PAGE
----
This system works satisfactorily in unitary operations where a single primer valve supplies a single trap. However, there are many instances of multiple installations where for reasons of economy it is desirable to have a single primer valve supplying water to a plurality of closely associated traps.
Such multiple installations occur, for example, in superrnarkets, where there may be 50 or 60 refrigerated display cases, each with its own drain to the sewer line. They occur also in apartment houses and business buildings where there are multiple floor drains associated with a plurality of lavatories, laundry rooms, etc. FIG; 1 of the drawings illustrates schematically a prior art installation which is designed toserve the foregoing purpose. It comprises a manifold in the form of a 2 inch cast iron pipe, having in its upper surface a predetermined number of threaded connections. In the illustration, there are nine such connections. Eight are for attachment to the sewer line water traps. A central one is for connection to a spur line 12 leading through a conventional trap primer valve 14 to the pressurized house water line. Thesemanifolds are available as stock items in plumbing supply houses. The plumber selects one having approximately the correct number i of sewerline trap connections, blanking off any excess outlets with conventional threaded plugs.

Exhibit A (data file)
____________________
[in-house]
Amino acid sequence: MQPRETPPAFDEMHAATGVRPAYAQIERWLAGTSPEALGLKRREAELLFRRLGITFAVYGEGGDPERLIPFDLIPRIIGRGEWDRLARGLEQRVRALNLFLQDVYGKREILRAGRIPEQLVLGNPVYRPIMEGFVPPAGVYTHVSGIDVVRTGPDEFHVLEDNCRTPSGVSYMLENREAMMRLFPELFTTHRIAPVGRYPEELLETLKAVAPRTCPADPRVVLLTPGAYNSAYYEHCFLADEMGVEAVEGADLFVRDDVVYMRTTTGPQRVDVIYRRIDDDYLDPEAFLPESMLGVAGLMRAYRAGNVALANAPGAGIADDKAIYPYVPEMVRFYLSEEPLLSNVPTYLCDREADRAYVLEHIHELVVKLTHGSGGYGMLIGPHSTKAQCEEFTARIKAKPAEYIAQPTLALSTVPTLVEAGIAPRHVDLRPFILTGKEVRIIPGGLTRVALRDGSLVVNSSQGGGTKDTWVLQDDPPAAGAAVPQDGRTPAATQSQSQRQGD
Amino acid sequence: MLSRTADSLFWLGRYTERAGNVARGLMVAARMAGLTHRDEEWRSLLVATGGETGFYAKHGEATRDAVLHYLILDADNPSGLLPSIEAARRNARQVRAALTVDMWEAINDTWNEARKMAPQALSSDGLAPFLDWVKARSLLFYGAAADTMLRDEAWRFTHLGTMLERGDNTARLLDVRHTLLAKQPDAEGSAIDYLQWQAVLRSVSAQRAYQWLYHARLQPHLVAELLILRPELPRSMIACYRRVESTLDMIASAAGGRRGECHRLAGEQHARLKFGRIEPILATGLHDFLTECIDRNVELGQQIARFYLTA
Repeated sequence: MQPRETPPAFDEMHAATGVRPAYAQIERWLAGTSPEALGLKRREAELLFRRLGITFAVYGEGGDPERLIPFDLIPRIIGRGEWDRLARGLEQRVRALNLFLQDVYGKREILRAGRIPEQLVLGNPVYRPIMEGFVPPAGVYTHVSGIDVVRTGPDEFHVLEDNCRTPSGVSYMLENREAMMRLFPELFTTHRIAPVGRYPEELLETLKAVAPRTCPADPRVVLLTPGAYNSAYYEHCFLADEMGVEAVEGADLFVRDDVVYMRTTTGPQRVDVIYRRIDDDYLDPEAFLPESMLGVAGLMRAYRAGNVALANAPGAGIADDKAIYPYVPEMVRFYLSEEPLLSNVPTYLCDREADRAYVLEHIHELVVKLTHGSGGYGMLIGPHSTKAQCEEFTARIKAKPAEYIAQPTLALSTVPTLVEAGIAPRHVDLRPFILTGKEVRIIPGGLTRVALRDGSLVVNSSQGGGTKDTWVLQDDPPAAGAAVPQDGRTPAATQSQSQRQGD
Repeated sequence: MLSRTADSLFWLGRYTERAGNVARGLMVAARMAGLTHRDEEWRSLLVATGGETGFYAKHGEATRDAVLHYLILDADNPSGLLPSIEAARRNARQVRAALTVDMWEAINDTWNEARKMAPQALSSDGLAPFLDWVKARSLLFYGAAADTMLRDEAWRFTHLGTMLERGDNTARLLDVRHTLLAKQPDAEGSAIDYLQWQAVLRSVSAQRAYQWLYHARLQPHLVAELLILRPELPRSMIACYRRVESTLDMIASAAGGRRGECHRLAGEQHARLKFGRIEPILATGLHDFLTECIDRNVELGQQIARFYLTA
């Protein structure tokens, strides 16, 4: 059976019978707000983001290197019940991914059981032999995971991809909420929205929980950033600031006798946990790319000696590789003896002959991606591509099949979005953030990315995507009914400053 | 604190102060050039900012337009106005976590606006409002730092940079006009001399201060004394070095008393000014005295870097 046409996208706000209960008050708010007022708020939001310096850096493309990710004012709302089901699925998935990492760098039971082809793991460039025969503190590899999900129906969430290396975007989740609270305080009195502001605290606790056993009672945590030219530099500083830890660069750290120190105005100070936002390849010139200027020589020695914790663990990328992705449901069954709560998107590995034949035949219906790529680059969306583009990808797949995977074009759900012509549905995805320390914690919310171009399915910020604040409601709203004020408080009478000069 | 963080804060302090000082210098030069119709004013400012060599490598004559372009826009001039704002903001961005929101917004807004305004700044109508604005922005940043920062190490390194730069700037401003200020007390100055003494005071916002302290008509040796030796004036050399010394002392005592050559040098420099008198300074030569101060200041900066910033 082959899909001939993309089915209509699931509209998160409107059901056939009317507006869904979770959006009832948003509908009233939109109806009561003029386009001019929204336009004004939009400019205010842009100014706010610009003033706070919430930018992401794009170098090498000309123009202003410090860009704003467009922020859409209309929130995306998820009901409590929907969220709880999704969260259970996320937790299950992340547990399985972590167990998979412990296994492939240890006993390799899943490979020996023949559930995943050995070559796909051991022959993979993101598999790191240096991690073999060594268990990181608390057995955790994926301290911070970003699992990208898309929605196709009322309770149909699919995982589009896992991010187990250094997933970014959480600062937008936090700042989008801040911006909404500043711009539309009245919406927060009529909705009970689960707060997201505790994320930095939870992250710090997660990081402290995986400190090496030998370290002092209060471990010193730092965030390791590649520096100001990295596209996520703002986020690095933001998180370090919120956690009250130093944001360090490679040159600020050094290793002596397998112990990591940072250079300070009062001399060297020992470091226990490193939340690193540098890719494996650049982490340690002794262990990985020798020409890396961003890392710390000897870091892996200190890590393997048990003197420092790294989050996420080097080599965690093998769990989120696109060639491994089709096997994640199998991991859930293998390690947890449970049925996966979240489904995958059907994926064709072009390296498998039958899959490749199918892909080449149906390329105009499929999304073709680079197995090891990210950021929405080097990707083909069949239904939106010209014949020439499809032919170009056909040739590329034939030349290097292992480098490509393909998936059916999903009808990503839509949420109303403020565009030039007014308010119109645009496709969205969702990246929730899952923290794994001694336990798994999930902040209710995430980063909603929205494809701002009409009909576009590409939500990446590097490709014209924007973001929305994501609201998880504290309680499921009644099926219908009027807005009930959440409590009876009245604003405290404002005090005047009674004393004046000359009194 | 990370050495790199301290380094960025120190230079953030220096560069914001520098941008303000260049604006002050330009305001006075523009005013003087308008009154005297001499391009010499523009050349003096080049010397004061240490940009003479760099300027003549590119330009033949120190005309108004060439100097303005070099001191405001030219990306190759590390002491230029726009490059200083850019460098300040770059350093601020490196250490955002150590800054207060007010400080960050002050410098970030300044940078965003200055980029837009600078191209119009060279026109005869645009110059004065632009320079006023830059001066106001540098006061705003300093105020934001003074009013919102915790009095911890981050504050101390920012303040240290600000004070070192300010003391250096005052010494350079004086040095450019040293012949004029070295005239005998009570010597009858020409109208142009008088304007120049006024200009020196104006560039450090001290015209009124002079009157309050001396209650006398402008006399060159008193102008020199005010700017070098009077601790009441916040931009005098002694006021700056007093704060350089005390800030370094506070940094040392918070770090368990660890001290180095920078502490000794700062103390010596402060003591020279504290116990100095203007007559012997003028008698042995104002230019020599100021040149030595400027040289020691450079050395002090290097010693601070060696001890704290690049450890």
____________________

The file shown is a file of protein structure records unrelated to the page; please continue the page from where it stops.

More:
At the installation site, the manifold is mounted nearly level as possible. It is coupled to spur line 12,
and connected to the sewer line trap connections, indiactly level and supplies all of the, sewer line trap. connections equally with water.
Because of difficulty of installation, or plumbers carelessness, or shifting of positionlduring use, it has proven impossible to install and maintain manifold 10 in the precisely level positionwhich is required for its accurate performance. In addition it is impossible to inspect the interior of the manifold at the time of installation to determine whether all of the trap connections are supplied equally with priming water. Furthermore, it is impossible to inspect the manifold during use to make certain that the lines have :not become plugged with scale or other solid materials.